The first great Jewish player, Hank Greenberg answered the anti-Semitic slurs with colossal clouts. The two-time AL MVP had 170 RBIs in 1935, 183 RBIs in 1937 and hit 58 home runs in 1938. He was at his peak when he became the first baseball star to enter military service during World War II. Greenberg missed three full seasons and a major portion of two others, returning in time to hit the grand slam home run in the final game of 1945 that gave Detroit one more pennant.
2 of 10Walter Iooss Jr.
#9: Denis Potvin
Called “The Next Bobby Orr,” the top pick in the 1973 draft went on to break the Boston icon’s scoring records by a defenseman en route to becoming the first blueliner to reach 1,000 points. A ferocious hitter and deft passer, Potvin was captain and mainstay of the Islanders dynasty. The nine-time All-Star won three Norris Trophies during his 15-year career (all with the Isles) and was inducted into the Hall of Fame in 1991.
3 of 10Manny Millan
#8: Jason Kidd
Selected with the No. 2 pick in the 1994 draft after an All-America sophomore season at Cal, Jason Kidd was named co-Rookie of the Year (with Grant Hill) in 1995. Kidd retired with career averages of 12.6 points, 8.7 assists, 6.3 rebounds and 1.9 steals. The 10-time All-Star was selected to the All-NBA first or second team six times and the All-Defensive first or second team nine times. He also twice won the league's sportsmanship award.
4 of 10Tony Triolo
#7: Brooks Robinson
A 15-time All-Star and 16-time Gold Glove winner, Brooks Robinson holds the MLB record for career putouts, assists and double plays at third base. Nicknamed the Human Vacuum Cleaner, Robinson was the 1964 AL MVP and 1970 World Series MVP. His defensive skill was so translucent it overrides the fact that other third basemen swung a better bat. Good field, no hit? Hardly. Robinson hit 20 or more home runs in six seasons and had 80 or more RBIs eight times.
5 of 10Andy Hayt
#6: George Brett
A 13-time All-Star, George Brett won three batting titles and the AL MVP when he batted .390 in 1980. One of four players in history with 3,000 hits, 300 home runs and a .300 average, Mr. Royal seemed to dominate every game with the way he beat out ground balls and made impossible plays with his glove.
6 of 10Damian Strohmeyer
#5: Kevin Garnett
Anything was possible for defenses anchored by Kevin Garnett in his prime. One of the greatest prep-to-pro cases of all time—an MVP, perennial All-Star and All-NBA selection—Garnett transcended the game with his intensity and antics. Whether getting on all fours to bark like a dog or banging his head against the stanchion, KG always made his presence felt.
7 of 10Walter Iooss Jr.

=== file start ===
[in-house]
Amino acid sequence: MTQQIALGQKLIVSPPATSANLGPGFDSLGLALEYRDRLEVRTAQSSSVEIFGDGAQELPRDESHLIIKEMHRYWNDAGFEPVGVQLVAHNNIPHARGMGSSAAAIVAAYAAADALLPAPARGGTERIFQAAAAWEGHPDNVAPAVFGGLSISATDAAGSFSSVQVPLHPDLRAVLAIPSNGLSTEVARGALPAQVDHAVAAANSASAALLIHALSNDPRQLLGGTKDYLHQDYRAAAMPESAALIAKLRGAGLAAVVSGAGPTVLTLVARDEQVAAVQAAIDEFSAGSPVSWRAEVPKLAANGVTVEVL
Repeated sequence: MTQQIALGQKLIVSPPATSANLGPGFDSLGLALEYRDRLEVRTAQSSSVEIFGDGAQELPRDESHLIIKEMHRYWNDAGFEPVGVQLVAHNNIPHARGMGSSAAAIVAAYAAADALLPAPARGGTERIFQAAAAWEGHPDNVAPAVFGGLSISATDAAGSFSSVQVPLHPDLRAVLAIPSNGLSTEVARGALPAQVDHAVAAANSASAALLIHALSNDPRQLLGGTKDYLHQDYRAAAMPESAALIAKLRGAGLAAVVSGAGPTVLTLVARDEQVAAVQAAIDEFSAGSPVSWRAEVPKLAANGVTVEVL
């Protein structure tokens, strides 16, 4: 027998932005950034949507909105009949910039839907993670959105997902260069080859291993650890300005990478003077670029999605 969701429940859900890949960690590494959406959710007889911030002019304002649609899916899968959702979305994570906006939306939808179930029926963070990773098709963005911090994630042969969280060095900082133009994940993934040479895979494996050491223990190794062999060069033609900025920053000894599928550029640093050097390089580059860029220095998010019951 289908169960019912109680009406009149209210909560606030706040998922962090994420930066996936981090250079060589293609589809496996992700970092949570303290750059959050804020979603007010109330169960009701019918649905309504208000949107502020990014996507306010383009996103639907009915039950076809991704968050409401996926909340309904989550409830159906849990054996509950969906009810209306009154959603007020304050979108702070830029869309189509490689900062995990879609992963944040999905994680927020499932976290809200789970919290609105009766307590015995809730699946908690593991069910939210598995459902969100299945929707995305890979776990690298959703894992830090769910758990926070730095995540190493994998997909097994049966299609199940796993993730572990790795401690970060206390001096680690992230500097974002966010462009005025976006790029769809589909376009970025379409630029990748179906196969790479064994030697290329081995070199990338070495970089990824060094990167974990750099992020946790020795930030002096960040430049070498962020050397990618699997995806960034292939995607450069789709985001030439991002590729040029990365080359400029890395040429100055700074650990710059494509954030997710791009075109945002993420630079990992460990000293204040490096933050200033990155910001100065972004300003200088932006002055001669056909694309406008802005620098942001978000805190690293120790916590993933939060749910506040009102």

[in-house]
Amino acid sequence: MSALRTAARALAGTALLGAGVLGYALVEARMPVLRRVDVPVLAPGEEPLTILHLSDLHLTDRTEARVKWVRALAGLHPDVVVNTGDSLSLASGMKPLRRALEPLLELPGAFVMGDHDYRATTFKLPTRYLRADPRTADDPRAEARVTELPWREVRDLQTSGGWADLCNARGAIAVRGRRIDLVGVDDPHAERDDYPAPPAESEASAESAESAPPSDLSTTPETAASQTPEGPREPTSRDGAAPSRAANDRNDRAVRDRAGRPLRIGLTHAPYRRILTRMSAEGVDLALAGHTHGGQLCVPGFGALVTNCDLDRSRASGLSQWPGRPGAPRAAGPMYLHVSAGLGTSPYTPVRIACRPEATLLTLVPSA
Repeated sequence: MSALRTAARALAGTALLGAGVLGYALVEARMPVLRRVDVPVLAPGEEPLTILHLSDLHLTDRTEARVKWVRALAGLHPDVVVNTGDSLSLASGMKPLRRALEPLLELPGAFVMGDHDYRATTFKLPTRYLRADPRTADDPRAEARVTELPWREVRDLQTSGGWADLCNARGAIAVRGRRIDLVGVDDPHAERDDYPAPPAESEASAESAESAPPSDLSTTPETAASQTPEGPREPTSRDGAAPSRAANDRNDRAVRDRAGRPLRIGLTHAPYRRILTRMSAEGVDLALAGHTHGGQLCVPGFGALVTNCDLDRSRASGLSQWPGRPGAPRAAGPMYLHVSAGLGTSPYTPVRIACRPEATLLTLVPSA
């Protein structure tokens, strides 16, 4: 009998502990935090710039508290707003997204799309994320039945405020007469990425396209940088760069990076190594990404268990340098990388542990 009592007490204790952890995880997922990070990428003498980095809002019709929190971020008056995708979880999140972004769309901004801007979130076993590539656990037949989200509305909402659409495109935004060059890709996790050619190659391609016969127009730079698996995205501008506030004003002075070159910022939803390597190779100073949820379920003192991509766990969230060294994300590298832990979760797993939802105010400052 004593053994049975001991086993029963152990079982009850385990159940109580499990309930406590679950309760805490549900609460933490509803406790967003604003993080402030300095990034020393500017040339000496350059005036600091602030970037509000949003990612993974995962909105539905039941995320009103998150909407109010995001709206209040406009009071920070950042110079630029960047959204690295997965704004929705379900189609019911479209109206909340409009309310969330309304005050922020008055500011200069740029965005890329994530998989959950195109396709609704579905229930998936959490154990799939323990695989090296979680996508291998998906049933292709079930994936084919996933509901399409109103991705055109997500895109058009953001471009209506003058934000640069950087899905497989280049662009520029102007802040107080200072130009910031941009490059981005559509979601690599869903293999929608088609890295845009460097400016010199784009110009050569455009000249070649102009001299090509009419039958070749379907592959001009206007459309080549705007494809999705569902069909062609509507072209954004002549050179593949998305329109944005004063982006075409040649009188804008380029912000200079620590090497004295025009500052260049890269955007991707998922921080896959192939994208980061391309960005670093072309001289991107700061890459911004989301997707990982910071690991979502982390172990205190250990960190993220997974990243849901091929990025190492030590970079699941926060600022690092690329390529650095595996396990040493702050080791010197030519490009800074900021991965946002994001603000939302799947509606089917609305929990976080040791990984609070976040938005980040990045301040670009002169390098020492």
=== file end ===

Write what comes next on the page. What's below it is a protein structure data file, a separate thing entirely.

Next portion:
#4: Albert Pujols
The best offensive player of his era, Albert Pujols is a 10-time All-Star who before joining the Angels in 2012 won three NL MVP awards for the Cardinals. Pujols is the only player in history to hit .300 with at least 30 home runs and 100 RBIs in each of his first 10 seasons. He has two Gold Gloves and two World Series wins for good measure.
8 of 10Neil Leifer
#3: Johnny Bench
As complete a catcher as the game has seen, Johnny Bench was the 1968 NL Rookie of the Year, two-time NL MVP, 1976 World Series MVP and a 14-time All-Star. He was the anchor of Cincinnati's 1970s Big Red Machine, twice led the the NL in home runs, and may have been the best defensive catcher ever.
9 of 10David E. Klutho
#2: Nicklas Lidstrom
The headliner of the Hall of Fame's Class of 2015, Nicklas Lidstrom was the greatest defenseman of his generation. The 11-time All-Star claimed seven Norris Trophies and put together a 14-year stretch during which he finished no lower than sixth in the voting as the NHL's top defenseman.
10 of 10AP
#1: Joe DiMaggio
There is great, and then there is Joe DiMaggio. The Yankee Clipper has the numbers and the accolades: three AL MVPs, .325 average, nine World Series rings. But he also captured the American imagination—for his grace in the field, for his 56-game hitting streak in 1941, even for his rocky marriage to Marilyn Monroe. "He had fame that transcended mere celebrity," Ron Fimrite wrote in SI in '99. "For nearly half a century after his playing days had ended, Joe DiMaggio remained a regal presence in the public eye, a species of American aristocrat. I've known people who couldn't tell an infield fly from a household pest who nevertheless held the Yankee Clipper in awe."
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